Friday, September 18, 2009

Money Talks

An appeals court in Washington today overturned rules that limited campaign finance spending, this time in the case of non-profits like Emily's List. There has been a lot of talk about this recently, with the Supreme Court on the cusp of ruling that corporations and unions may spend as much as they like to support political candidates.

The claim by all of these judges is that free speech is protected by the First Amendment, and that Congress has no constitutional right to restrict money spent on that speech. In their opinion, money equals speech.

This is patently ridiculous. In a free society, money should play no role whatsoever in your right to express yourself, and the donation of that money (or in-kind services, etc.) is not the same as you stepping forward to share your opinion with the world. Money makes it easier for your voice to be heard, because it allows you to buy air time and print space and web access, but it should not be confused with speech itself.

Moreover, confusing money with speech only adds to the class problems at the root of so much that continues to plague America. The courts are saying that the wealthier you are (as an individual or an entity), the more right you have to free speech, an idea that goes against everything this country should stand for. Justice Oliver Wendell Holmes once defended the free speech rights of the "poor and puny anonymities," arguing that those at the lowest levels need the most protection, not those at the top.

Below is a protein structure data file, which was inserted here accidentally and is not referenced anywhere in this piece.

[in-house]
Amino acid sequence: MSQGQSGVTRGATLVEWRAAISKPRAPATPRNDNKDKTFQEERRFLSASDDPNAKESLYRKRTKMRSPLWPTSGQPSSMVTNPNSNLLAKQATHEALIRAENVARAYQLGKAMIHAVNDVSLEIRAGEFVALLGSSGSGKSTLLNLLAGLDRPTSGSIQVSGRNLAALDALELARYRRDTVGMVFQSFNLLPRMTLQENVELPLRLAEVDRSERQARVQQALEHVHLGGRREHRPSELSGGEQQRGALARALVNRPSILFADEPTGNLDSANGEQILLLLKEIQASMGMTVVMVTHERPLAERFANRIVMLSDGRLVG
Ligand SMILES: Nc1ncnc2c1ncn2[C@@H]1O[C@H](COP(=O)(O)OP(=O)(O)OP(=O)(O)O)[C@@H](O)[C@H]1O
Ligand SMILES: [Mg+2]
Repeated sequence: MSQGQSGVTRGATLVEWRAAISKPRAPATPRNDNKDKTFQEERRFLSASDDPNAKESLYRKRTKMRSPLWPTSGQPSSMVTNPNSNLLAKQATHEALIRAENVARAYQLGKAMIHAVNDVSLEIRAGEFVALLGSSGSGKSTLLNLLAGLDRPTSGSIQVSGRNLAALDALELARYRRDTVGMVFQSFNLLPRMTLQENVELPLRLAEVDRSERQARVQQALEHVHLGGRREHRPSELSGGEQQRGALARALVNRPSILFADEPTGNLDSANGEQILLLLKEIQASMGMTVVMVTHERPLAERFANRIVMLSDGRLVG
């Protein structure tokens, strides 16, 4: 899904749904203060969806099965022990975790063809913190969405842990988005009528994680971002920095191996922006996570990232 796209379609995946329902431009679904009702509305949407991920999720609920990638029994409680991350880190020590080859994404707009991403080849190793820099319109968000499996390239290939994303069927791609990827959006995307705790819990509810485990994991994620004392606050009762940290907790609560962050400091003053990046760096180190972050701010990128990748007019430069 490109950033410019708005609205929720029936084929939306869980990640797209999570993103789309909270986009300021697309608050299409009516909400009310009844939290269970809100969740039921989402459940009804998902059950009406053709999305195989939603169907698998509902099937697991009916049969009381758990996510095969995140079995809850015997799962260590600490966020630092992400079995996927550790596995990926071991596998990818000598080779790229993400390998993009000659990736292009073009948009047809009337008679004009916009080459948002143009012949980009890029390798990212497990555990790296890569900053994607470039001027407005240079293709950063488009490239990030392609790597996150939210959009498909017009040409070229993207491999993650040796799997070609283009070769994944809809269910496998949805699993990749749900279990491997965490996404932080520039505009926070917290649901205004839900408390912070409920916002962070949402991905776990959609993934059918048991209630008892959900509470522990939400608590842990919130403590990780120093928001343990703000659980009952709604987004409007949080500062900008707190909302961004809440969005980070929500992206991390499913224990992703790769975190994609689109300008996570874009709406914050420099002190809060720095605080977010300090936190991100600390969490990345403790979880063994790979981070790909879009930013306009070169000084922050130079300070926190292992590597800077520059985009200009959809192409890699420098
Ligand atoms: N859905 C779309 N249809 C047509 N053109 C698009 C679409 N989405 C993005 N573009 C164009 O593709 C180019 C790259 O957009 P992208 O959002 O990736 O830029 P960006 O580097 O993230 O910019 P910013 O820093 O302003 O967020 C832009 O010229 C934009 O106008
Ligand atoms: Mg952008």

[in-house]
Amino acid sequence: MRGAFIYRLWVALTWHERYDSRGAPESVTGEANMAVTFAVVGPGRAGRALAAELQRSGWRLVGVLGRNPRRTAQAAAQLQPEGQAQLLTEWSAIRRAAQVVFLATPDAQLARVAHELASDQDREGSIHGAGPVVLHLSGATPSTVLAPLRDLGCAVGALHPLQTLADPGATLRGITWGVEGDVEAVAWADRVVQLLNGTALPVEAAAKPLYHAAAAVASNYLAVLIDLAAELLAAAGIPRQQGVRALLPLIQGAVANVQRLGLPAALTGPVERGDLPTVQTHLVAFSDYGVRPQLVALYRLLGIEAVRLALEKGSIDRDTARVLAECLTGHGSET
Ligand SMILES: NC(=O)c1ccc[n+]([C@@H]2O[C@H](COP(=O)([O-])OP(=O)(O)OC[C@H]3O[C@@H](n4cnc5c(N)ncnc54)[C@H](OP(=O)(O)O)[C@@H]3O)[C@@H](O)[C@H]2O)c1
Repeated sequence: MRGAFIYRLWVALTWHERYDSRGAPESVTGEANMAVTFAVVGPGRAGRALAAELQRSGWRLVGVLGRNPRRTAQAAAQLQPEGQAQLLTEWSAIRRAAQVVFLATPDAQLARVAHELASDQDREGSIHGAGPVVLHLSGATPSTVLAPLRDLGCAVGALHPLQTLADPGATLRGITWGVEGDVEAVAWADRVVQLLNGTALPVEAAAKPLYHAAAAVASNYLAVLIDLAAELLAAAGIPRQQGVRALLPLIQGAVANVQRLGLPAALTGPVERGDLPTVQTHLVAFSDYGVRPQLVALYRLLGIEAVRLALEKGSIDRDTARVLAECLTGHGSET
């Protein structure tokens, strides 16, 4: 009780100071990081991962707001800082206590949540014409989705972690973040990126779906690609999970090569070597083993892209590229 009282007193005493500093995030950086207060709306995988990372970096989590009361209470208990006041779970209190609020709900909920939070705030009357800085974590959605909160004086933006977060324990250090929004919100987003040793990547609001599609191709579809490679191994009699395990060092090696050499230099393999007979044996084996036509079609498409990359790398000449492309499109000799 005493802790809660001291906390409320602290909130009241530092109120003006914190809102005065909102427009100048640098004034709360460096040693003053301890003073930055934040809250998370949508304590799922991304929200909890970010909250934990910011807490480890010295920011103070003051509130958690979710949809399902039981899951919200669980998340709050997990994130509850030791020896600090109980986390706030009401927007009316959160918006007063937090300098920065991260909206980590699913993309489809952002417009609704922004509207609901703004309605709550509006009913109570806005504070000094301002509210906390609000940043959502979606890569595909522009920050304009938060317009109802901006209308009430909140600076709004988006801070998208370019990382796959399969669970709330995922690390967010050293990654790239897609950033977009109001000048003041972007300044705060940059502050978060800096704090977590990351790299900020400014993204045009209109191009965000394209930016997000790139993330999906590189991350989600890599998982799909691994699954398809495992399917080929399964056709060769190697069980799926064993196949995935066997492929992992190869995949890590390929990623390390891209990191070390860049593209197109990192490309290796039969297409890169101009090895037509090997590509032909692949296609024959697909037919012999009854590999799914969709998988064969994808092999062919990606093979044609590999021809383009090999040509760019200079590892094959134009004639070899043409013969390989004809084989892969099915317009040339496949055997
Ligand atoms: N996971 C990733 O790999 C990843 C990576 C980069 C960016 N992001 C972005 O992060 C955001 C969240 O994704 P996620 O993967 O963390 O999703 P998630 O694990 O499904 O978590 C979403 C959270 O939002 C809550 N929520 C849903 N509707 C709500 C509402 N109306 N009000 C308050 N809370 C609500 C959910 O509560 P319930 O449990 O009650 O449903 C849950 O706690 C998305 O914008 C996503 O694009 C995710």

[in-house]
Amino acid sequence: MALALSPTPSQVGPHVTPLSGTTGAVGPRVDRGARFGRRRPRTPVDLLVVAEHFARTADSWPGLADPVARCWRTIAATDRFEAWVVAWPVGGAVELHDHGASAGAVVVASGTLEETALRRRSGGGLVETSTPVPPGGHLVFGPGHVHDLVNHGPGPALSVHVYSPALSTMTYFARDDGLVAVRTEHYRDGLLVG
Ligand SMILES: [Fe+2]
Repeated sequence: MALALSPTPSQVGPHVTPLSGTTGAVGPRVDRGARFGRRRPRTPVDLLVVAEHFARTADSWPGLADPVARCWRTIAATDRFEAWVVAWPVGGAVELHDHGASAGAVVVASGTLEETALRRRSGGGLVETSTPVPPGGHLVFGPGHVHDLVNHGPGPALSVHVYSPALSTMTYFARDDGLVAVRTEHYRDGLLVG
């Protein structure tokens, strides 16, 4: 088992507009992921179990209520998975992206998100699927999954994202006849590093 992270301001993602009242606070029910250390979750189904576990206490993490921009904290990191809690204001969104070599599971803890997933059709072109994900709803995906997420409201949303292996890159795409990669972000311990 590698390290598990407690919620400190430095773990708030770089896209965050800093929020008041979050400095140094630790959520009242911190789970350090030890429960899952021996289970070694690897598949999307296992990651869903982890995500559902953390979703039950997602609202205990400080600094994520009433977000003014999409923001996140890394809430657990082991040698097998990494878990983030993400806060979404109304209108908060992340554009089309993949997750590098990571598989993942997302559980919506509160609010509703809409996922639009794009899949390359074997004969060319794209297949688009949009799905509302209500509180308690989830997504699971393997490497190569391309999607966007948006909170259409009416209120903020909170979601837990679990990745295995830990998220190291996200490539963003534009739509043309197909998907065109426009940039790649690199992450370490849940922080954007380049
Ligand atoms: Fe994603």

Money should not preclude your right to speak your mind, but when spent in such a pervasive manner as to overwhelmingly control debate of serious issues, increasing the power of those whose agendas get the special access that comes with that spending, permitting lobbyists to write our nation's laws, and flooding the marketplace to influence the electorate, there must be reasonable boundaries in place.

After all, we have plenty of limits on free speech in this country. We have restrictions on the words I can say on the radio, the claims you can make about someone else, the things you can shout in a crowded theater, etc.

You don't have the right to say anything you want anywhere you want. If you think you do, try walking into your boss' office and calling him an a**hole next week. Then hand him ten bucks and tell him he can't fire you because it was political speech, and thus protected by the courts.